There were 99 photos of him in the town library, and in each one he smiled less and less. Now there would be one more picture. There were millions of photos. All the way back to hundreds of years ago, one person for each 12 hour shift. Smiling faces. There were plans in the works to add a new wing to the library. It was already full to the brim in pride. There were no books; the book library was at the other end of town.
There was one picture of a woman named Joan that hung in the entrance of the library. She scowled at the camera in black and white stillness as she held a sign over her chest that read, “Traitor. Idiot. Whore.” Everyone in town had heard of her, and some, including the old man, actually remembered her. She had ignorantly suggested that they use a cork to keep the flood at bay. She was hung immediately following the mugshot. They kept her image at the entrance to the library as a reminder to the citizens that they were doing their duty, and to watch out for traitors like her.
The old man woke up at eleven the next morning, stirred some sugar into his weak coffee, and drank it as he smoked. He looked down at his blue veined hands, remembered for the millionth time that he was very old, and he pulled up his pants. He walked out of his small but warm home, closed the screen door behind him, nodded at Margaret who was just waking up, and walked slow and hunched past the town hall, the bakery, the park, and the bare dirt patch over to the cliff.
He arrived at noon, right on time to take over for Paloma, the school teacher. Her students had all come to walk her home. They cheered. They couldn’t wait until they were old enough to save the city. The old man coughed and leaned his back against the cliff, holding his finger in the hole as if pointing to a map he knows so well he doesn’t even have to look. Margaret, his niece, came a few hours later with a sandwich for him, which he ate in silence.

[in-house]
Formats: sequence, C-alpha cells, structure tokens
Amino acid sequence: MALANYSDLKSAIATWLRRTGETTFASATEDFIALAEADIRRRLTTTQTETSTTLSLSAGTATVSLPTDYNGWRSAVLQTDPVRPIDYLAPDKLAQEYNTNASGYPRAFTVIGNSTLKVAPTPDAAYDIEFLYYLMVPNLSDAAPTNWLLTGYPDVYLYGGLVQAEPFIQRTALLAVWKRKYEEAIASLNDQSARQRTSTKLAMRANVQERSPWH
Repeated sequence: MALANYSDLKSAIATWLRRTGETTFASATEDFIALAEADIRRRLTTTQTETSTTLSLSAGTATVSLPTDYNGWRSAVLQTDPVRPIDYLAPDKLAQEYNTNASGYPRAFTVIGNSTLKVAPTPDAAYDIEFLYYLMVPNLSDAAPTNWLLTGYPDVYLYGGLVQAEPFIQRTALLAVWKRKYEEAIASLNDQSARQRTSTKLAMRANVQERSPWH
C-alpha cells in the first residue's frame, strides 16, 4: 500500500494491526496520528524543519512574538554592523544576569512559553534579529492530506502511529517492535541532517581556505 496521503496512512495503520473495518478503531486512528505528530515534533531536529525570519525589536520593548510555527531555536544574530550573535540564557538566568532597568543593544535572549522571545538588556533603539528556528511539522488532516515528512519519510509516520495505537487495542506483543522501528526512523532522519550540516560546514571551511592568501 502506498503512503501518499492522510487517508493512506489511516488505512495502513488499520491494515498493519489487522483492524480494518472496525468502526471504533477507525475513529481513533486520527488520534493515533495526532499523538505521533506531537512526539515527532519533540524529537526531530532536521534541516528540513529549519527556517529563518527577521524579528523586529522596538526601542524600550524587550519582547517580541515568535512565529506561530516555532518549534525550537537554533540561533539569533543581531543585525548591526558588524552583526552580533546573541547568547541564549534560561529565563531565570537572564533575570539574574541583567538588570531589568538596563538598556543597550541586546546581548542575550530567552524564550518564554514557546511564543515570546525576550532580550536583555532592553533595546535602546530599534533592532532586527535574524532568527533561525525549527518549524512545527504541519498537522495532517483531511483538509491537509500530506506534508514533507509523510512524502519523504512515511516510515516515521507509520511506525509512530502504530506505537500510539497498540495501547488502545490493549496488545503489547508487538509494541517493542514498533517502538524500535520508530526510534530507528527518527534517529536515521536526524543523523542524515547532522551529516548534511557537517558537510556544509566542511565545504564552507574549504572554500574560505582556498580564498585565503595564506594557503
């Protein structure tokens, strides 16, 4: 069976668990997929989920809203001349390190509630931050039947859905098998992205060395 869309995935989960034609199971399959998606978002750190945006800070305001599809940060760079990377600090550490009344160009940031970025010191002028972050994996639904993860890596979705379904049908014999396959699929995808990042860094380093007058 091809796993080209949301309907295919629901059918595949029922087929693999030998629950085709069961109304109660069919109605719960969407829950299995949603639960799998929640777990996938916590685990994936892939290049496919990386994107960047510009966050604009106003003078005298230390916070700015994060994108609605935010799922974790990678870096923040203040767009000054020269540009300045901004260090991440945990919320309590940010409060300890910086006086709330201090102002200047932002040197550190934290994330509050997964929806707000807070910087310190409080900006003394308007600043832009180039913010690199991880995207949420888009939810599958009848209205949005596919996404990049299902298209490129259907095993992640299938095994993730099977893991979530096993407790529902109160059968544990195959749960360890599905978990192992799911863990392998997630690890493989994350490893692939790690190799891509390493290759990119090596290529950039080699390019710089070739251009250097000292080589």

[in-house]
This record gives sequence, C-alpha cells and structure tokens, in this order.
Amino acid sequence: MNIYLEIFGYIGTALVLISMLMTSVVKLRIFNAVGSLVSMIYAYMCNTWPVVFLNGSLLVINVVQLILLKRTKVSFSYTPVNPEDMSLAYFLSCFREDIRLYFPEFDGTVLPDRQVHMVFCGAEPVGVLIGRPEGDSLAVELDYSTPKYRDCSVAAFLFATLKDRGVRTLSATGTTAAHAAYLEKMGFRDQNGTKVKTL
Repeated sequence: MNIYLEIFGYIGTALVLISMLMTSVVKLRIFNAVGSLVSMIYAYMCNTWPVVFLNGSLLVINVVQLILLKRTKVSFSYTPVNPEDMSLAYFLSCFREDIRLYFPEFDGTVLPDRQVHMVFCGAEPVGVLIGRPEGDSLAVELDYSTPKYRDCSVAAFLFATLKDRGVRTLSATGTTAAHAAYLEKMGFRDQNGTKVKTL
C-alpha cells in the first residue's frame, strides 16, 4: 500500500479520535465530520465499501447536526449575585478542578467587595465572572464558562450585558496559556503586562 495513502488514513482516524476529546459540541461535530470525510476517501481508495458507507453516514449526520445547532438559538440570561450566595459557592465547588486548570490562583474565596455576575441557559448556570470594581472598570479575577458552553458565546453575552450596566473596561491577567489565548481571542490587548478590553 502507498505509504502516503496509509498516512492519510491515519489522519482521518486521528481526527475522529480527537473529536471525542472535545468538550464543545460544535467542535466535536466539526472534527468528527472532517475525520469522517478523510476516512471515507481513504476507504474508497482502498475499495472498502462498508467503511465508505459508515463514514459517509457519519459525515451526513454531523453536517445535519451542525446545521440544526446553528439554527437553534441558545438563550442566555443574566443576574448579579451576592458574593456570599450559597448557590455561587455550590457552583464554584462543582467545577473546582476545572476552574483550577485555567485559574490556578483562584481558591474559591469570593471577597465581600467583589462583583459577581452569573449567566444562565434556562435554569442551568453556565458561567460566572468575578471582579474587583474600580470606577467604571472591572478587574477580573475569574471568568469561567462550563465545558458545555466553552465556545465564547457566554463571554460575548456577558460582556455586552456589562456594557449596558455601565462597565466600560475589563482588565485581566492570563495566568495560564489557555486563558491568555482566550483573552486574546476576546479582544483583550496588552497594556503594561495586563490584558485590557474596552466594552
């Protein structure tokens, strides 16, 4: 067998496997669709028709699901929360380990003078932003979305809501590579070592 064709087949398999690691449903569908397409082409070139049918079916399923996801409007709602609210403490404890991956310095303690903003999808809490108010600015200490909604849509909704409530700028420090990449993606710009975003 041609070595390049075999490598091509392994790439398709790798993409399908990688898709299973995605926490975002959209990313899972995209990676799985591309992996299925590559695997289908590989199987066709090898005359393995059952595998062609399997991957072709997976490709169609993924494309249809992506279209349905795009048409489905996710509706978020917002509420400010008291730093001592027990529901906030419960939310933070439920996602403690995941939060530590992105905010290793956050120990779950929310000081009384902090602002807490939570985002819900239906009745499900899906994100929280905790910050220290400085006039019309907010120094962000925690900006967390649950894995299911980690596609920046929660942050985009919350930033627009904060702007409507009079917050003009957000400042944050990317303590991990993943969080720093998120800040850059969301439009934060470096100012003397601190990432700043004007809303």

Again it was twilight, and the old man’s head began to sink toward his chest. He was barely awake and began to dream. He removed his finger from the hole in the dream, and out flowed the water. It filled the canyon, and all the town’s people were being washed away, bashing against the sides of the cliffs with the torrent. The water rose and rose, and he found a rowboat. It was difficult for him to climb in because of his sore bones, but eventually he got in and began to row.
He found Margaret floating around merrily, diving into the water from rooftops. She got in his rowboat as well, and the water kept rising. It rose until it began to seep over the top of the canyon. They rowed to the edge and got out of the boat, walking through the mud into real daylight. They saw the horizon for the first time. It was orange and beautiful.
When Margaret came back in the evening with the old man’s dinner, she found him asleep, curled up where the wall and ground met. She dropped the sandwich and walked up to the hole. It gaped. It winked at her. It was fingerless. A few drops of liquid pathetically dripped to the ground.
She put her eye up to the hole. It was a simple, small hole. Her face was bare. She put her hand on the old man’s shoulder, who grunted and rolled onto his back. He looked up at the stars and pulled himself up into a sitting position. Margaret nodded at the hole. The old man got up, put his eye to hole and cleared his throat. He wiped the dirt from his trousers, and took Margaret’s hand. Nothing happened.
They began to walk home.